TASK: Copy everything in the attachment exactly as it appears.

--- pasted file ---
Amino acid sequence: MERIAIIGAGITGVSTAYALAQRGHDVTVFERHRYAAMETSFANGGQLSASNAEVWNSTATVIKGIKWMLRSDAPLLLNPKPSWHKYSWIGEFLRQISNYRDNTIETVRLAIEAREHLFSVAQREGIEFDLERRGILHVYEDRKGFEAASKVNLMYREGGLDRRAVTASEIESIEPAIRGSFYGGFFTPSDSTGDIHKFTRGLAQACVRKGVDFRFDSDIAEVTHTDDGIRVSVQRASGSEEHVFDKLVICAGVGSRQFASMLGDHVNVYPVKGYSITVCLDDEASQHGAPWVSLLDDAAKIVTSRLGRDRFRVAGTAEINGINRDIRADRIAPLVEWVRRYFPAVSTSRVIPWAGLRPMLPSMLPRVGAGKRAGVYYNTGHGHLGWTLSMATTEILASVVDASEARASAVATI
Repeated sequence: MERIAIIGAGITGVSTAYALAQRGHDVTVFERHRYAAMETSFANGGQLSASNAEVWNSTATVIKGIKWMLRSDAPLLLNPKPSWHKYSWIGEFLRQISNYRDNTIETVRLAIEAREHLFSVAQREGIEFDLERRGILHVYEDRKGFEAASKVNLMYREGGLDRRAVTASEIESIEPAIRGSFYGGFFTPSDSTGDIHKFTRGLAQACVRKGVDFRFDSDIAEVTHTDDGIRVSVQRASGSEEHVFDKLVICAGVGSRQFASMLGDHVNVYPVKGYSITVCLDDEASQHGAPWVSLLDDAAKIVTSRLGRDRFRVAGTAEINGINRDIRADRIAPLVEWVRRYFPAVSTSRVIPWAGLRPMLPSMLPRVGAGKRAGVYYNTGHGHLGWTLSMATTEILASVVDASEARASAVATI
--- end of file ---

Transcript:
Amino acid sequence: MERIAIIGAGITGVSTAYALAQRGHDVTVFERHRYAAMETSFANGGQLSASNAEVWNSTATVIKGIKWMLRSDAPLLLNPKPSWHKYSWIGEFLRQISNYRDNTIETVRLAIEAREHLFSVAQREGIEFDLERRGILHVYEDRKGFEAASKVNLMYREGGLDRRAVTASEIESIEPAIRGSFYGGFFTPSDSTGDIHKFTRGLAQACVRKGVDFRFDSDIAEVTHTDDGIRVSVQRASGSEEHVFDKLVICAGVGSRQFASMLGDHVNVYPVKGYSITVCLDDEASQHGAPWVSLLDDAAKIVTSRLGRDRFRVAGTAEINGINRDIRADRIAPLVEWVRRYFPAVSTSRVIPWAGLRPMLPSMLPRVGAGKRAGVYYNTGHGHLGWTLSMATTEILASVVDASEARASAVATI
Repeated sequence: MERIAIIGAGITGVSTAYALAQRGHDVTVFERHRYAAMETSFANGGQLSASNAEVWNSTATVIKGIKWMLRSDAPLLLNPKPSWHKYSWIGEFLRQISNYRDNTIETVRLAIEAREHLFSVAQREGIEFDLERRGILHVYEDRKGFEAASKVNLMYREGGLDRRAVTASEIESIEPAIRGSFYGGFFTPSDSTGDIHKFTRGLAQACVRKGVDFRFDSDIAEVTHTDDGIRVSVQRASGSEEHVFDKLVICAGVGSRQFASMLGDHVNVYPVKGYSITVCLDDEASQHGAPWVSLLDDAAKIVTSRLGRDRFRVAGTAEINGINRDIRADRIAPLVEWVRRYFPAVSTSRVIPWAGLRPMLPSMLPRVGAGKRAGVYYNTGHGHLGWTLSMATTEILASVVDASEARASAVATI